This table perfectly displays the varying degree of correlation between two values.
What is the correlation coefficient?
Correlation is calculated using a method known as “Pearson’s Product-Moment Correlation” or simply “Correlation Coefficient.” Correlation is usually denoted by italic letter r. The following formula is normally used to find r for two variables X and Y.
- r represents the correlation coefficient
- xi represents the value of variable X in data sample
- x represents the mean (average) of values of X variable
- yi represents the value of variable Y in data sample
- y represents the mean (average) of Y variable
Alternative methods to calculate the correlation coefficient
Besides Pearson’s Product-Moment Correlation, some alternative techniques that are helpful in calculating correlation coefficient include:
What is a correlation matrix?
We use correlation coefficients to determine the relationship between two variables, for example, to find the number of hours a student must spend working to complete a project within the desired timeline. But what if we want to evaluate the correlation among multiple pairs of variables? Then we use a correlation matrix.
A correlation matrix is essentially a table depicting the correlation coefficients for various variables. The rows and columns contain the value of the variables, and each cell shows the correlation coefficient.
In the following correlation matrix, we can see the correlation coefficient for each possible combination of variables. In this example, we’re looking at:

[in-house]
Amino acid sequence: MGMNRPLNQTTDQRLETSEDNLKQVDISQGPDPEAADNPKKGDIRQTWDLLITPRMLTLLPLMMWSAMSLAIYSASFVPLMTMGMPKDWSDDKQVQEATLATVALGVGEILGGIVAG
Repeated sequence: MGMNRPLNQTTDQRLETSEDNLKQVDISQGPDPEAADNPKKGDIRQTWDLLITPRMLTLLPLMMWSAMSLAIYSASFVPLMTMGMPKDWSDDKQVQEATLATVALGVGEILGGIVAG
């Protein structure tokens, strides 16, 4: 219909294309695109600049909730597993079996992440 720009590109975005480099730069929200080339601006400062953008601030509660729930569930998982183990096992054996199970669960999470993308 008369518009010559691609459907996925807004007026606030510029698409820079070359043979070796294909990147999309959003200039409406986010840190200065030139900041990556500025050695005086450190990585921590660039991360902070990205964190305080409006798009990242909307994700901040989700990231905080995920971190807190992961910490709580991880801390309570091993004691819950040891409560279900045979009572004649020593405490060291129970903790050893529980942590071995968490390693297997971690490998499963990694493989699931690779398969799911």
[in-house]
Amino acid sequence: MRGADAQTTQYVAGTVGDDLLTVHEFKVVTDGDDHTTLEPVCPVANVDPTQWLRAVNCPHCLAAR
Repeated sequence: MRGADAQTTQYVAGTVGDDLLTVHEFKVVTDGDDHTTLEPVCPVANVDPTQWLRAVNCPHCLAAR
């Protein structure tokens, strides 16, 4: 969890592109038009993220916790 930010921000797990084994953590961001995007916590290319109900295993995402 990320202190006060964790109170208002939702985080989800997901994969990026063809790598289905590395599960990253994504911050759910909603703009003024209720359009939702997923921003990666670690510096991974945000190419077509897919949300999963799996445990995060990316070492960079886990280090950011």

- Hours spent exercising (per week)
- Cardio fitness level
If you consider the two variables “Hours spent exercising” and “cardio fitness level,” you’ll see that the correlation coefficient is 0.82. This indicates a strong positive correlation between the two variables—which makes sense, right? The more you exercise, the more you’d expect your cardio fitness to increase. At the same time, the correlation coefficient when comparing “Hours spent exercising” to “Height” is 0.03, indicating that there’s no association between how tall someone is and how often they exercise.
What is the correlation matrix used for?
Practically, the correlation matrix is used to analyze different data-driven problems. A few common use cases include:
- To conveniently encapsulate datasets: For large datasets containing thousands of rows, the correlation matrix is an effective way of summarizing the correlation among various variables of that dataset. The relationship between two variables can easily be interpreted by looking at raw data in the matrix.